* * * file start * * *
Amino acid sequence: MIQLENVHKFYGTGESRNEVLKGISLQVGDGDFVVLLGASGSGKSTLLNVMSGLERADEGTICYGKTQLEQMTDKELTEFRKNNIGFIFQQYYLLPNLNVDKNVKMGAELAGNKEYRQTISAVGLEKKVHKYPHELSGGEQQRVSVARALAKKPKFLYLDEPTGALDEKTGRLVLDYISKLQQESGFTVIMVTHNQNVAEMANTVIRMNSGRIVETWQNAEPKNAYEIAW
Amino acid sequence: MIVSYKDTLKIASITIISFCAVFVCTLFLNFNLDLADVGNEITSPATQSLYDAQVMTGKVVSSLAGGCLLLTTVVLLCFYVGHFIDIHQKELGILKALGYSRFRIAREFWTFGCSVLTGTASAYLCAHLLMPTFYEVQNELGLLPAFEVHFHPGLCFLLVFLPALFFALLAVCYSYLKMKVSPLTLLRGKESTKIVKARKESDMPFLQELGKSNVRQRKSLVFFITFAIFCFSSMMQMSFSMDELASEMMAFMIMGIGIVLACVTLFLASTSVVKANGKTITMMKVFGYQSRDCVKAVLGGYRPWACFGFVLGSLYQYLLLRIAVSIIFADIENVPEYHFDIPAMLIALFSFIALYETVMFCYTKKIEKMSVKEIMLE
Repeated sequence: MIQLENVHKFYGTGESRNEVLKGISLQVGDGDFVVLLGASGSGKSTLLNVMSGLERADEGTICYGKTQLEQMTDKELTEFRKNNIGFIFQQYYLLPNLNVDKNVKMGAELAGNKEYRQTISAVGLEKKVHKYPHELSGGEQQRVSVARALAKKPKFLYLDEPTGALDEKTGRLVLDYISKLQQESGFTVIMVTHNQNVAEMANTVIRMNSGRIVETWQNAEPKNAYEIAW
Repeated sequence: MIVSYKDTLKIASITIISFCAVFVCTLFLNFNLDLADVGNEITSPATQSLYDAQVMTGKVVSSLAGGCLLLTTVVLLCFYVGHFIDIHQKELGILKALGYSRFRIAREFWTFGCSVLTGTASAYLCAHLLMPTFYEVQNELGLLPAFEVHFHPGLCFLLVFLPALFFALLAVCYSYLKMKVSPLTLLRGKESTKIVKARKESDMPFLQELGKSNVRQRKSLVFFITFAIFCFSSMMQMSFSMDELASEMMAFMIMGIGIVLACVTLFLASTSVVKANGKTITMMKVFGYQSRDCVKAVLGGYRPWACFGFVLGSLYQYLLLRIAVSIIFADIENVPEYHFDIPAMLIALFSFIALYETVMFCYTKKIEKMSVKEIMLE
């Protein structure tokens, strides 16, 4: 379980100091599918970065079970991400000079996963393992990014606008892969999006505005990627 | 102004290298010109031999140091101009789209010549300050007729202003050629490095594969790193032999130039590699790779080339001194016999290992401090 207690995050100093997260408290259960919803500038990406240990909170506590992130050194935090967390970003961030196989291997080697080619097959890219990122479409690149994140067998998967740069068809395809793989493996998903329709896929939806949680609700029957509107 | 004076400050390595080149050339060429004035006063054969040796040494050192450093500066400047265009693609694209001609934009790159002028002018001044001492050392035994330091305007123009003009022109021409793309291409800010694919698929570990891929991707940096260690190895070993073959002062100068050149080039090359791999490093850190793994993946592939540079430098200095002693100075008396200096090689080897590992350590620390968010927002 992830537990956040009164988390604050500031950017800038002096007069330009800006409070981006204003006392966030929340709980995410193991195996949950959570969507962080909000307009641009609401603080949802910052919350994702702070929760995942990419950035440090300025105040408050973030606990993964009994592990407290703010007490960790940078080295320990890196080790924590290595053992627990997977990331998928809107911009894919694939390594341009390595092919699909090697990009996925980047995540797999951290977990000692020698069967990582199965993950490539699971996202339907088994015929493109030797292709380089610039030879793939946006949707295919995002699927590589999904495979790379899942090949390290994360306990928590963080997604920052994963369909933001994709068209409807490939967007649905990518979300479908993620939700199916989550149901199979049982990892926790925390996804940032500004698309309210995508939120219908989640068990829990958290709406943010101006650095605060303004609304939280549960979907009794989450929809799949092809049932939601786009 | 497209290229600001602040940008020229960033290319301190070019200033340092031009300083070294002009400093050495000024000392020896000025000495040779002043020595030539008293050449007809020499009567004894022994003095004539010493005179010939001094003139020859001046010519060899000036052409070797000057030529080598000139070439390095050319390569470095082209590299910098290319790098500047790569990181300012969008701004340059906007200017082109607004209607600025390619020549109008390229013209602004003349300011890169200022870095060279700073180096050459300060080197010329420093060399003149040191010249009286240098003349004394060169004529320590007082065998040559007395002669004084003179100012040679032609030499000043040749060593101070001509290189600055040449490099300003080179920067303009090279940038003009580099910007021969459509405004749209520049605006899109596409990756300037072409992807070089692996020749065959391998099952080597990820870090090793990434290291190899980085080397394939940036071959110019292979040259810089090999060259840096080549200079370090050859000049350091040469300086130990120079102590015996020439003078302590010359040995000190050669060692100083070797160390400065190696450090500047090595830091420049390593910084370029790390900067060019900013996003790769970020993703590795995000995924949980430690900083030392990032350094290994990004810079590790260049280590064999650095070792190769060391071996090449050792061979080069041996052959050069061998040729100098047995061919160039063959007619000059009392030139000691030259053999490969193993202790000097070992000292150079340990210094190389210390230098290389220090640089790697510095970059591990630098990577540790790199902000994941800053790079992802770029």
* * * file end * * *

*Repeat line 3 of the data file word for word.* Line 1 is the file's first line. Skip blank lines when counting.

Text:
Repeated sequence: MIQLENVHKFYGTGESRNEVLKGISLQVGDGDFVVLLGASGSGKSTLLNVMSGLERADEGTICYGKTQLEQMTDKELTEFRKNNIGFIFQQYYLLPNLNVDKNVKMGAELAGNKEYRQTISAVGLEKKVHKYPHELSGGEQQRVSVARALAKKPKFLYLDEPTGALDEKTGRLVLDYISKLQQESGFTVIMVTHNQNVAEMANTVIRMNSGRIVETWQNAEPKNAYEIAW